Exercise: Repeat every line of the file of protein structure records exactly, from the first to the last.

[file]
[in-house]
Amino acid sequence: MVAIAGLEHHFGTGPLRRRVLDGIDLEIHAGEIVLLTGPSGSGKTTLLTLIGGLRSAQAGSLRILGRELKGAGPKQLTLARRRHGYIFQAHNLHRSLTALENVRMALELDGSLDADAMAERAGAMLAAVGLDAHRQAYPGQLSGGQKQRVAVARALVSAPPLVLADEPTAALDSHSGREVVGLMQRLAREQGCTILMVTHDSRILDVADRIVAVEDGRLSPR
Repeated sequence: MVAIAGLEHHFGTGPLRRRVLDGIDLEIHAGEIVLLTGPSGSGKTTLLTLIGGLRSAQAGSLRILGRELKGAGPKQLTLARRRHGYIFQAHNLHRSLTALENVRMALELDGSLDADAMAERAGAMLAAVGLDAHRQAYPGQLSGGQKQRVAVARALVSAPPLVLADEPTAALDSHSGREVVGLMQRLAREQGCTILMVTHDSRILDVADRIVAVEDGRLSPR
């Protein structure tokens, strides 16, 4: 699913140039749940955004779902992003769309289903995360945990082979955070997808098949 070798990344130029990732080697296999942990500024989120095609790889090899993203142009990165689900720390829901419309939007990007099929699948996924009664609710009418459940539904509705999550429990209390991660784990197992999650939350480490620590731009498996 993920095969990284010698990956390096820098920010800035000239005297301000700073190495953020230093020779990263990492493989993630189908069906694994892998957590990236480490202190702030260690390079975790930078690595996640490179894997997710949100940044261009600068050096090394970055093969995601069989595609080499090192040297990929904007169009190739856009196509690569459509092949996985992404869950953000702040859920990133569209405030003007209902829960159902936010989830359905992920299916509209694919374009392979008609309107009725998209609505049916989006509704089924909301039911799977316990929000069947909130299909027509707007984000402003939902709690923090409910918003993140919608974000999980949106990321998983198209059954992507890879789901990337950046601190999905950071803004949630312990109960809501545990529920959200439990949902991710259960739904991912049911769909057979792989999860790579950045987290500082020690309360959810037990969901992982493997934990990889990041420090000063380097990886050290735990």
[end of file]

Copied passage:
[in-house]
Amino acid sequence: MVAIAGLEHHFGTGPLRRRVLDGIDLEIHAGEIVLLTGPSGSGKTTLLTLIGGLRSAQAGSLRILGRELKGAGPKQLTLARRRHGYIFQAHNLHRSLTALENVRMALELDGSLDADAMAERAGAMLAAVGLDAHRQAYPGQLSGGQKQRVAVARALVSAPPLVLADEPTAALDSHSGREVVGLMQRLAREQGCTILMVTHDSRILDVADRIVAVEDGRLSPR
Repeated sequence: MVAIAGLEHHFGTGPLRRRVLDGIDLEIHAGEIVLLTGPSGSGKTTLLTLIGGLRSAQAGSLRILGRELKGAGPKQLTLARRRHGYIFQAHNLHRSLTALENVRMALELDGSLDADAMAERAGAMLAAVGLDAHRQAYPGQLSGGQKQRVAVARALVSAPPLVLADEPTAALDSHSGREVVGLMQRLAREQGCTILMVTHDSRILDVADRIVAVEDGRLSPR
């Protein structure tokens, strides 16, 4: 699913140039749940955004779902992003769309289903995360945990082979955070997808098949 070798990344130029990732080697296999942990500024989120095609790889090899993203142009990165689900720390829901419309939007990007099929699948996924009664609710009418459940539904509705999550429990209390991660784990197992999650939350480490620590731009498996 993920095969990284010698990956390096820098920010800035000239005297301000700073190495953020230093020779990263990492493989993630189908069906694994892998957590990236480490202190702030260690390079975790930078690595996640490179894997997710949100940044261009600068050096090394970055093969995601069989595609080499090192040297990929904007169009190739856009196509690569459509092949996985992404869950953000702040859920990133569209405030003007209902829960159902936010989830359905992920299916509209694919374009392979008609309107009725998209609505049916989006509704089924909301039911799977316990929000069947909130299909027509707007984000402003939902709690923090409910918003993140919608974000999980949106990321998983198209059954992507890879789901990337950046601190999905950071803004949630312990109960809501545990529920959200439990949902991710259960739904991912049911769909057979792989999860790579950045987290500082020690309360959810037990969901992982493997934990990889990041420090000063380097990886050290735990």